After the first set of bags, the set’s core functionality is already practically finished. The arm is fully built, and the two mechanisms driving it are also accounted for.

Then, after the second set of bags, the superstructure is almost done. This is mostly structure and aesthetics, and, in my opinion, wherein the set’s biggest missed opportunity lies. I’ll further elaborate on that later.

The undercarriage is built using the fourth set of bags. As expected, putting together the dozens of track links is a tedious but unavoidable process. Curiously, there are 4 leftover links: maybe these are intended for the B-model.

This is the core of the undercarriage. The Technic Axle Pins 3L with Friction Ridges Lengthwise and 2L Axle (18651), once inserted, will most likely be a chore to remove, as there is barely any space to push them from the other side.

After the final set of bags, the excavator and its accoutrements are finished. The process took me around two evenings with breaks here and there.

Looking at this step, I almost felt like I was building a City or Creator set, not Technic. But I didn’t find it anything more than a curiosity: I have absolutely no problems mixing System elements in a Technic set (and vice-versa), as the looks of one type complements the functionality of the other.

The last step is the most complicated of them all: it requires you to get 20 Technic Beams 1 x 2 Thick with Pin Hole and Axle Hole (60483), and assemble them... nowhere. These are the “rocks” for the Excavator to handle.

The completed model

Now that the model is finished, let’s see how it looks and plays.

The functionality is basic, and the same as many previous Technic excavators: boom elevation, dipper elevation linked to the bucket, and free-turning superstructure and tracks.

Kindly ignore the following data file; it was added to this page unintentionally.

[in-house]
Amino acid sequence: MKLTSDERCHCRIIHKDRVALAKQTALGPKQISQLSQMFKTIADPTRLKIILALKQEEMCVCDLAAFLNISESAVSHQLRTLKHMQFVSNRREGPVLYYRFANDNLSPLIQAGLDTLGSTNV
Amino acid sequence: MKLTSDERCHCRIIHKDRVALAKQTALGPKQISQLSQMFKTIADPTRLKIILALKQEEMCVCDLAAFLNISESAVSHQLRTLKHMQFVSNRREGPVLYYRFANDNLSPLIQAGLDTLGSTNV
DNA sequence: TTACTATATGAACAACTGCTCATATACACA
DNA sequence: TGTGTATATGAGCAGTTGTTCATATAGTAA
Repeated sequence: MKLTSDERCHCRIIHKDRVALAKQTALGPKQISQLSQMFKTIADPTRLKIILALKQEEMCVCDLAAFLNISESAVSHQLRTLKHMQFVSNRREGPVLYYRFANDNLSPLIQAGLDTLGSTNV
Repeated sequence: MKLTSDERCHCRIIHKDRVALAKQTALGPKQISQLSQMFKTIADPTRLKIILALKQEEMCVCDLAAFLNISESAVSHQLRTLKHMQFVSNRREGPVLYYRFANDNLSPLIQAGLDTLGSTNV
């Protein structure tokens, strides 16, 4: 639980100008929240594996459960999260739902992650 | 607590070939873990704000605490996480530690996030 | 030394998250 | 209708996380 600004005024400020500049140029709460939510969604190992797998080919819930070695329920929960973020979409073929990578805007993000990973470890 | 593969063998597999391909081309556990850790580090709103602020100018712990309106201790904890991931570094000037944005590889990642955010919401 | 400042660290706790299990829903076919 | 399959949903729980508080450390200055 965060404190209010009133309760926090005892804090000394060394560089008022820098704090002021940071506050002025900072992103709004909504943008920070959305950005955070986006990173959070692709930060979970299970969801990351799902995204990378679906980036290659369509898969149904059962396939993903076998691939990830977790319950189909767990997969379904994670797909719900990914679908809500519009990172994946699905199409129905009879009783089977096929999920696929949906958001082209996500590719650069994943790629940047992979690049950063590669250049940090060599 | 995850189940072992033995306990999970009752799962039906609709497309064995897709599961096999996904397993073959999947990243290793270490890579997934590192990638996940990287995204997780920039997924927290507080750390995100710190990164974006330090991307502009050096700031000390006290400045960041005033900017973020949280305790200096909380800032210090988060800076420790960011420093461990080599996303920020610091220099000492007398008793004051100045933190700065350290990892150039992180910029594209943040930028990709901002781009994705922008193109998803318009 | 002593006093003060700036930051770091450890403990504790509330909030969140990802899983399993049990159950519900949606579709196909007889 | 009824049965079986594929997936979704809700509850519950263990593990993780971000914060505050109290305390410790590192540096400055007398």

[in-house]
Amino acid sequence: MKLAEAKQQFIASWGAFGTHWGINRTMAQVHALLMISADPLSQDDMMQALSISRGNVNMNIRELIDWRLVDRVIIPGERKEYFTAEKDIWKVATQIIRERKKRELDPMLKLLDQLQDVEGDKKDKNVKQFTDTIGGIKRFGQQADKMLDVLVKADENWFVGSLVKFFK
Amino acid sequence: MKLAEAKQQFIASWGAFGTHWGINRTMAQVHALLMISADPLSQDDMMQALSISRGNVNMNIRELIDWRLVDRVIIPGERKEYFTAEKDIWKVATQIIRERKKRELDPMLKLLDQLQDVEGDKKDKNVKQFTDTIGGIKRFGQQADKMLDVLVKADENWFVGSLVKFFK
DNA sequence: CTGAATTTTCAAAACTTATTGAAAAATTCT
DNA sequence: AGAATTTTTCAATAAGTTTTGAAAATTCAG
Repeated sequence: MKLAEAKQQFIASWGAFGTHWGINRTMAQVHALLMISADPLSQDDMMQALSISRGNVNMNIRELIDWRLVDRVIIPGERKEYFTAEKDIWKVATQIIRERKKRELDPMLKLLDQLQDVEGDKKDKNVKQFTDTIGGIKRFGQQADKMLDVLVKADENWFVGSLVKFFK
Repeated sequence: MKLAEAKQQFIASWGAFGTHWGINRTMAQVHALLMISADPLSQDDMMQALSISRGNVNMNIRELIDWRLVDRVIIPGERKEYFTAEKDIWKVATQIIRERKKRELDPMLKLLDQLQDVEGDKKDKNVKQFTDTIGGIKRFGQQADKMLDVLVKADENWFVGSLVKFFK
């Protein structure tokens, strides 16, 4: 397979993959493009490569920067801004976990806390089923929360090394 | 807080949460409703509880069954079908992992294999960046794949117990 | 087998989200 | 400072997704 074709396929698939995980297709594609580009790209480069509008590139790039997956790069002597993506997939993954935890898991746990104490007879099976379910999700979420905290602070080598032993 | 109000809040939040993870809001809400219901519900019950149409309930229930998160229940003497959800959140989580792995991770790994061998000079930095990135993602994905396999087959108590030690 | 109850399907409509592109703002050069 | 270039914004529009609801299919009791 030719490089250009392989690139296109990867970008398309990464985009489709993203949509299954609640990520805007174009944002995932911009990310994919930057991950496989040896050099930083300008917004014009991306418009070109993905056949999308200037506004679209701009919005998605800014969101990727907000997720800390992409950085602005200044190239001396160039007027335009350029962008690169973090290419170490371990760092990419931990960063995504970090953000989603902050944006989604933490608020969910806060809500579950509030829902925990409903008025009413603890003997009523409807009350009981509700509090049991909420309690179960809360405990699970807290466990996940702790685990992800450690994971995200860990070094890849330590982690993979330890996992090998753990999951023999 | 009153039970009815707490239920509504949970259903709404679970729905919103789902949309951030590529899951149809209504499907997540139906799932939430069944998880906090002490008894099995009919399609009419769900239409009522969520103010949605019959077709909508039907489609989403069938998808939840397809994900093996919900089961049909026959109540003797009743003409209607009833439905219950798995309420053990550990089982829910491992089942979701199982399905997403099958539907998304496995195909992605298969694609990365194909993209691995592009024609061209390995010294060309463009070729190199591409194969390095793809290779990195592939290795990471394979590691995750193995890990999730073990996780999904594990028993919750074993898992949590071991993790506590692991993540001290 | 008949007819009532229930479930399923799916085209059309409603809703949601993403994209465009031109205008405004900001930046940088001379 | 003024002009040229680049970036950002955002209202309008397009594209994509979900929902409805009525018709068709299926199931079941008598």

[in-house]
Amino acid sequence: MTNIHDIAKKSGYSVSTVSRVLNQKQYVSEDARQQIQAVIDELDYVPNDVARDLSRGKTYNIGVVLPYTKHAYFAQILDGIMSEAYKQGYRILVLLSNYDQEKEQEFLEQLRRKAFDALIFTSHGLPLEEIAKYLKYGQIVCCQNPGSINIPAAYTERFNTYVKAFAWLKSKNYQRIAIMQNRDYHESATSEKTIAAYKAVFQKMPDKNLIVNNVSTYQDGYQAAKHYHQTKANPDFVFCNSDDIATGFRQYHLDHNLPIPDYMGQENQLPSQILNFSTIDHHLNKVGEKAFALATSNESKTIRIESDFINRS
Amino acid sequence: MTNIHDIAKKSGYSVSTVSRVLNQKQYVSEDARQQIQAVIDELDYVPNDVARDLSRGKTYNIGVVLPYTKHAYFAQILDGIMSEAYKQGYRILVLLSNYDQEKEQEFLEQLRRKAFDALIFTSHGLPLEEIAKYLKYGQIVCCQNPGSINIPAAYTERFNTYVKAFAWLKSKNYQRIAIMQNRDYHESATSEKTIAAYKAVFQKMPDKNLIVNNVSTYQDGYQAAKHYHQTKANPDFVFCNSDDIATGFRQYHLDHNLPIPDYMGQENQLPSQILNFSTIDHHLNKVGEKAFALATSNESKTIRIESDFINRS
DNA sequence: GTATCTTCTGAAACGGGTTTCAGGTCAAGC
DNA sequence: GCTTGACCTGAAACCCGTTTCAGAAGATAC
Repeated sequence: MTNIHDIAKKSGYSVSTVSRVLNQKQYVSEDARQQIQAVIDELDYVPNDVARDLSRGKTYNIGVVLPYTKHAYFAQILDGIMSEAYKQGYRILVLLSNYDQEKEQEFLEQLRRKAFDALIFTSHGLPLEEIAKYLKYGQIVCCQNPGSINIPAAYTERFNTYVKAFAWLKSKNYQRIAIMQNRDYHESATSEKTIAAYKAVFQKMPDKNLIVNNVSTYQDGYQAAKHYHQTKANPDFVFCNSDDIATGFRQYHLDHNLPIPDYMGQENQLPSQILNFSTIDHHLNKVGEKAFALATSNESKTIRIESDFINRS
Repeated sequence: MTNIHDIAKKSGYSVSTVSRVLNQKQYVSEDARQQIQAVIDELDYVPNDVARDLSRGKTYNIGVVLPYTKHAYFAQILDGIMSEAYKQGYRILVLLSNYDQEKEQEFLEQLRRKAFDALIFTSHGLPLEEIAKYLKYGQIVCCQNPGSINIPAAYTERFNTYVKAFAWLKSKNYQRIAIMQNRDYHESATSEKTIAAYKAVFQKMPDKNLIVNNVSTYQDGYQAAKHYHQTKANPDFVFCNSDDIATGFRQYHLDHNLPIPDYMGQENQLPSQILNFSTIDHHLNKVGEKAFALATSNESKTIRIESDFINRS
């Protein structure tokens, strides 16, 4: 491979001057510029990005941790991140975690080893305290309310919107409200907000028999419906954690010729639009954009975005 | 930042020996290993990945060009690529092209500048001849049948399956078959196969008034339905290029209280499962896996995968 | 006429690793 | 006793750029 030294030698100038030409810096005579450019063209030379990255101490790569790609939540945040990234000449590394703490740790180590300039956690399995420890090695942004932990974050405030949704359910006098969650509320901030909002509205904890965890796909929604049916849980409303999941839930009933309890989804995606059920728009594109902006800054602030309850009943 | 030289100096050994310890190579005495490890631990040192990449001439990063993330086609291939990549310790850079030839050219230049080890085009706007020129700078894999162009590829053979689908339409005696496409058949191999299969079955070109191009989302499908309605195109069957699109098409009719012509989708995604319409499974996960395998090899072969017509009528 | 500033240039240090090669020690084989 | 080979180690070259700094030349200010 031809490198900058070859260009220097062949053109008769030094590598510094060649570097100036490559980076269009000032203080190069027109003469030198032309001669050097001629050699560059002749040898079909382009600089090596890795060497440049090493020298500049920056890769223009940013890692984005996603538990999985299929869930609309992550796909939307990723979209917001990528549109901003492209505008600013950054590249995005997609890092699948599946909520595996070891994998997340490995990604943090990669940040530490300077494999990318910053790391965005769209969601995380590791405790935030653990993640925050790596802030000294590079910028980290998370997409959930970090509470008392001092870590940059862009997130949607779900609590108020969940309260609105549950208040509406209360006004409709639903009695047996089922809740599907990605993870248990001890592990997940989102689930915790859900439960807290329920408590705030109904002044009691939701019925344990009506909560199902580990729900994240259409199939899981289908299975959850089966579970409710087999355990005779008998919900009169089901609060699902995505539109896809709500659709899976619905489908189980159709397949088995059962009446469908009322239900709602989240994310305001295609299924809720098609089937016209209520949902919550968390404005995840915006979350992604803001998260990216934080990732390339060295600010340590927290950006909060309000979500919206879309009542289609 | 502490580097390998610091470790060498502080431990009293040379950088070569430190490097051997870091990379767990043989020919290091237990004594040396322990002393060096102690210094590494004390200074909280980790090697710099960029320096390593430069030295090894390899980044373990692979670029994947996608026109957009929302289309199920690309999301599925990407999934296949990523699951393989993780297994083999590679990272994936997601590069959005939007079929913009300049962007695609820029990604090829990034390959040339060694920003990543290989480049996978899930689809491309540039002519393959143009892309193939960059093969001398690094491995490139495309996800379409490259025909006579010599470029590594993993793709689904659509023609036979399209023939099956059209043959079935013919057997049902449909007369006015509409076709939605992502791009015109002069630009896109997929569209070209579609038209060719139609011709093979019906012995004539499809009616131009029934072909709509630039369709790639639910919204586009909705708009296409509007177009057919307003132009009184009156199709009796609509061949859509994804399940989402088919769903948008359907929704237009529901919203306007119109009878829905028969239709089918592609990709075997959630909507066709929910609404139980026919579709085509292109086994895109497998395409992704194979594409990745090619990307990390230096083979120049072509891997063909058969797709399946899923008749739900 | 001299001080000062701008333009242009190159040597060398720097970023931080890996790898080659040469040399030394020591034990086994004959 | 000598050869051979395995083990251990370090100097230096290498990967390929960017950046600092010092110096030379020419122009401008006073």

The images above show the range of motion of the digging arm. It’s nice that it can reach below the ground level, but when the boom is raised the bucket is unable to tilt inwards enough to be able to hold much cargo.

Studless Technic models tend to have odd widths (as in “opposite of even”, not as in “weird”) but curiously that’s not the case here: the way the undercarriage is built gives the model a total width of 14 modules (not counting the protruding Hand of God control on the right side).

The assembly at the top of the dipper intrigued me. It is clearly meant to simulate the hydraulic piston that in real excavators moves the bucket, but here that motion is linked to that of the dipper. It certainly seems like the designer originally intended to use here a Technic Axle and Pin Connector Perpendicular with Extension (53586) instead of this contraption, but the added friction to the whole mechanism was probably deemed excessive. Regrettably I don’t have any of this element to test this hypothesis.

Here is the underside of the model, with tracks removed for clarity. Not much to see here.

This is why I wish the panel used as the windscreen didn’t have this frosted look. The operator won’t be able to see much out of it, and needs to turn on the de-fogger.

At the rear, we can see the symptom of a problem that has been plaguing LEGO elements with light colours when they’re around others with dark colours: the light plastic appears to have insufficient pigments and lets the dark colour seep through.

The set comes with the extras on the left of this image: 4 traffic cones to keep people away from the area of operations, and 20 “rocks” to be handled. But it doesn’t come with the symmetrical counterpart to the panel #22. These and other “wedge” panels are frequently used in pairs, and having just one half of the pair here, especially in a colour that previously only appeared once, is very disappointing. I’d gladly substitute some or all of the rocks or cones for a yellow panel #21 to go with the #22 and build MOCs with.